“We really do want to work together with industry to strengthen cybersecurity, as well as with our regulators to rationalize and harmonize whatever regulation might be coming down the pipe,” Cofield said.


When Russia invaded Ukraine in February 2022, CISA urged U.S. organizations to put their “shields up” and heighten vigilance against potential cyber threats from Russia. Nine months later finds CISA Director Jen Easterly saying threats remain high, and this elevated cyber posture should become the new baseline.

“Given what’s happening in Russia, what’s happening in Ukraine, some of the rhetoric coming out of Russia, it’s not the time to put our shields down,” Easterly said during a CSIS interview, later concluding, “We’ll never be able to put our shields down — that has to be the new normal.”

 Suzanne Spaulding sits across from Jen Easterly in front of a generic corporate background.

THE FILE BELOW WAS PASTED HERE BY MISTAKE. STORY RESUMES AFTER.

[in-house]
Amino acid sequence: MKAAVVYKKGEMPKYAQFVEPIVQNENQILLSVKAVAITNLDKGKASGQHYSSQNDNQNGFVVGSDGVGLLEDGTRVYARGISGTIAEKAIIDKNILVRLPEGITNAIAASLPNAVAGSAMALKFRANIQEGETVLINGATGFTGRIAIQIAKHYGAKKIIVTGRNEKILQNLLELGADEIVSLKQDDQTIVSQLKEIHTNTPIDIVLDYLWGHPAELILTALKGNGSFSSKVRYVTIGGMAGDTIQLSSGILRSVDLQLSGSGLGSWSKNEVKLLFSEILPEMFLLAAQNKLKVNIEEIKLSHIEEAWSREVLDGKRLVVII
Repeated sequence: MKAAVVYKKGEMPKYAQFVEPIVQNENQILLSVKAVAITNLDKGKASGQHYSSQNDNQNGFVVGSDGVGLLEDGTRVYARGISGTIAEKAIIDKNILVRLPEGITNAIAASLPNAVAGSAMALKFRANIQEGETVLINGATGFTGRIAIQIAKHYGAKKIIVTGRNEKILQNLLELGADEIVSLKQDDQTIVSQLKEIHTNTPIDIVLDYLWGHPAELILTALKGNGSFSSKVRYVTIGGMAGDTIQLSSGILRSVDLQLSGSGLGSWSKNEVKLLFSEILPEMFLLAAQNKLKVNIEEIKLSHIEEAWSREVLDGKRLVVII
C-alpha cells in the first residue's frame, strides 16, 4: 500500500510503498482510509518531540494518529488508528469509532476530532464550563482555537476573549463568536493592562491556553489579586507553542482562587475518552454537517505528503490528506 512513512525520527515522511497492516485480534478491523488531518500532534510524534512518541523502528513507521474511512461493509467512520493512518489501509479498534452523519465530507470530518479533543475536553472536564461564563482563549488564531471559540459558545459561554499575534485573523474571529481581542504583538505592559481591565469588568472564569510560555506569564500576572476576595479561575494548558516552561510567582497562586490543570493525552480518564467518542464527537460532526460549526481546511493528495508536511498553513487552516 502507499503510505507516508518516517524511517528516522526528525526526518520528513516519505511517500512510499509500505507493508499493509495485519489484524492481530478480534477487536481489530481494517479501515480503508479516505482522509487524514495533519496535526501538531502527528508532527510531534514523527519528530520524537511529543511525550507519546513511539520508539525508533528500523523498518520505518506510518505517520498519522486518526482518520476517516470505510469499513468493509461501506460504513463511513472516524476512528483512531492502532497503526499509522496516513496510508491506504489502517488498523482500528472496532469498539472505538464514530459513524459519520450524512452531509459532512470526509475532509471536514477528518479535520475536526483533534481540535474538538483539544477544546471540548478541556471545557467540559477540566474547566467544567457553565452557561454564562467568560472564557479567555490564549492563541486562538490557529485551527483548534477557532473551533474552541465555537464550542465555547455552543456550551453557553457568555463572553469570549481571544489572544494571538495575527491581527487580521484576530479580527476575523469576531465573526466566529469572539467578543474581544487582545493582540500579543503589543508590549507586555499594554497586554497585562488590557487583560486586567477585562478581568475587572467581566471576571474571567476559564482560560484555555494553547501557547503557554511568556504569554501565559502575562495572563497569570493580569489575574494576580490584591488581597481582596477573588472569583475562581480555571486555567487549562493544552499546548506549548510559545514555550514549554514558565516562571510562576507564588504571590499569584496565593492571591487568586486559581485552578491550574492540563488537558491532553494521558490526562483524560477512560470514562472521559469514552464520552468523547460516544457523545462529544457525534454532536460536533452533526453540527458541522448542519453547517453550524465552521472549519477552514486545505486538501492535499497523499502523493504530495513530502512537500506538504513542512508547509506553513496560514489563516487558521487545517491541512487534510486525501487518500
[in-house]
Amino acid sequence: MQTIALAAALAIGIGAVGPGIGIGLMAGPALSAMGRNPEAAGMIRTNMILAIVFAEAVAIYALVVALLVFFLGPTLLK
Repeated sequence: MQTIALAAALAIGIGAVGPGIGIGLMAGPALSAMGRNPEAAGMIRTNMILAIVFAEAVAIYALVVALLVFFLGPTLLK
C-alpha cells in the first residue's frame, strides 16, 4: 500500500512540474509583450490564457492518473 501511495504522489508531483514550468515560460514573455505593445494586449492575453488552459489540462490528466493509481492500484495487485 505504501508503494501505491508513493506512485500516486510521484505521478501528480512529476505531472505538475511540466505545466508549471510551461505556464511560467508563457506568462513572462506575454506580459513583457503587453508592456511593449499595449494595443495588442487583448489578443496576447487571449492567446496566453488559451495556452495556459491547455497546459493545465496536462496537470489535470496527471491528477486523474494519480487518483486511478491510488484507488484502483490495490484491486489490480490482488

The Center for Strategic and International Studies’ Suzanne Spaulding, who previously led CISA’s predecessor agency, (left) interview CISA director Jen Easterly (right) at a CSIS event.

Making this possible — without burning out the cyber workforce — could take a whole-of-nation approach. Easterly said cybersecurity needs to be on everyone’s minds: government, private sector and the U.S. public.

In part, this takes collaborations, and Easterly pointed to the Joint Cyber Defense Collaborative, which brings together public- and private-sector partners in sharing information and feedback.

This also takes a new mindset around security. One of Easterly’s goals for the coming year is pushing technology companies to design hardware and software with security considerations baked in. National Cyber Director Chris Inglis also previously voiced support for this “security by design” approach.